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MAGIC news archive
April 2005

Internews Georgia announces competition for participation in the production of Pan-Caucasus Television program "Our Express"
The aim of the project is instilling values and decision-making skills among the adolescents. The goal of this program is to create, via the powerful medium of television, an unprecedented contact among adolescents in three Southern Caucasus countries of Armenia, Georgia and Azerbaijan.
The project "Kids' Crossroads" is being implemented by Internews in Georgia, Azerbaijan and Armenia. 6 teenagers produce TV program "Our Express", they were selected in 2004 through the same kind of competition. They underwent different types of seminars in journalism, filming and editing. The trainings were conducted by foreign consultants. The TV stories prepared by the production group are very popular among the adolescents of the three countries. The program is aired by Georgian Public Television from January once in two weeks, on Fridays.
Internews Georgia invites 14-17 year old adolescents for participation in the production of "Our Express", the selected adolescents will learn all the aspects of TV program production. Kids will shoot, report stories and edit each program. While there will be adult supervision at all times, these young people will learn to take responsibility for developing stories, meeting deadlines and working in harmony in this truly unique cross-border team.

Criteria for participants:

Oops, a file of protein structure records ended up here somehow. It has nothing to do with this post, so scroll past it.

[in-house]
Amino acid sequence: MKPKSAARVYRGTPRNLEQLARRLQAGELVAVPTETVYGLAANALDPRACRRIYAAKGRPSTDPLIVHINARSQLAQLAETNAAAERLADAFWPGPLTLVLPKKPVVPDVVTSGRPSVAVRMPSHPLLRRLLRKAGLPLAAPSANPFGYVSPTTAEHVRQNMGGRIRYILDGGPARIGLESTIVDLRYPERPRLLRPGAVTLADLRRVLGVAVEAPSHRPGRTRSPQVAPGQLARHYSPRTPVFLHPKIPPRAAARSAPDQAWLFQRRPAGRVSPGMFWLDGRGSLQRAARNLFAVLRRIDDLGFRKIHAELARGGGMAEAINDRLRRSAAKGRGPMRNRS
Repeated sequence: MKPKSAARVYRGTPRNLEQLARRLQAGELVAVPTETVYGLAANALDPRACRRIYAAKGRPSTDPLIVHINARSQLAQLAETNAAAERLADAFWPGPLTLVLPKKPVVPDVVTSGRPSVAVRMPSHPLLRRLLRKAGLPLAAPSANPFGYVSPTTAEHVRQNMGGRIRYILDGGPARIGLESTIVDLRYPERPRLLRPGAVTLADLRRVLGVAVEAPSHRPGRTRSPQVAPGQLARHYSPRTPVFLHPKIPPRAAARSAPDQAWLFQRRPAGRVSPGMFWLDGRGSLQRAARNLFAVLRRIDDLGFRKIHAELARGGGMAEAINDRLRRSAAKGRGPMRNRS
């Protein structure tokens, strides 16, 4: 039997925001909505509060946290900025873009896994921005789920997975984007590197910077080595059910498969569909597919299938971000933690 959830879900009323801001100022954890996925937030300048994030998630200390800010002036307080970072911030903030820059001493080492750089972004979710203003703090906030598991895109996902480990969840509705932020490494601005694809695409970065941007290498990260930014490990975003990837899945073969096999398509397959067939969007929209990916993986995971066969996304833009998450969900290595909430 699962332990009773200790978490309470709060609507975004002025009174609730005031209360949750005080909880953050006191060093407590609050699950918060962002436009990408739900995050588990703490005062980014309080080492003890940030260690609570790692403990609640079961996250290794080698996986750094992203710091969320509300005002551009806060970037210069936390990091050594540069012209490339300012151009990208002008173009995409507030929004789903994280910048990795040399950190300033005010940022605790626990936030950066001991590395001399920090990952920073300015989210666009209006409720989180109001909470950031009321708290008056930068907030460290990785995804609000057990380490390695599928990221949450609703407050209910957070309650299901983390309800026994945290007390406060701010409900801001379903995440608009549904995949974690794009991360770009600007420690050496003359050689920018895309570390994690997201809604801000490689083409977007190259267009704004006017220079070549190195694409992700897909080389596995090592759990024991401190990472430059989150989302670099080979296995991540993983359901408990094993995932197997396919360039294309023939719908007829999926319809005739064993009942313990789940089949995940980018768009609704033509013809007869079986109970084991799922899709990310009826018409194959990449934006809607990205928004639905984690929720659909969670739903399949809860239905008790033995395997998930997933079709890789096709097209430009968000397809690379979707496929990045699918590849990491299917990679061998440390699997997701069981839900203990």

• Age 14-17
  • Excellent skills both verbal and written in Georgian
  • Good knowledge of conversational Russian
  • Experience in any kind of Television Profession
  • Preferable to be the member of any youth organizations or children's clubs
  • Ability to work with the team

How to Apply:

Candidates are required to complete application forms and to provide recommendation letters. You can get application forms from the Internews Georgia website. The deadline is May 7, 2005 till 7:00 pm. For additional information please contact Shorena Kochiashvili (Project Manager).

"NRW / Japan - My view... Your view?"
"NRW / Japan - My view... Your view?" is a multicultural media project for kids and teenagers which - along with other activities from the German Land North Rhine-Westphalia (NRW) - takes place on the occasion of the Year of Germany in Japan 2005/2006. In NRW the Project will be run by the ecmc European Centre for Media Competence GmbH (www.ecmc.de) on behalf of the State Chancellery NRW (www.nrw.de). On the Japanese side, the Nippon Carl Duisberg Association will be in charge of this competition. The Concept: "How do you spend your Saturday evenings? What do you have for breakfast? How is your way to school like? What kinds of music do you like?" - In the frame of the media project questions like these could be asked by children and teenagers in form of 1-minute film contributions. Participants from North Rhine-Westphalia and Japan report about everyday situations and traditions from their home country and call on kids and teenagers from the respectively other country to describe - again in form of a 1-minute film - the presented situation from their own perspective.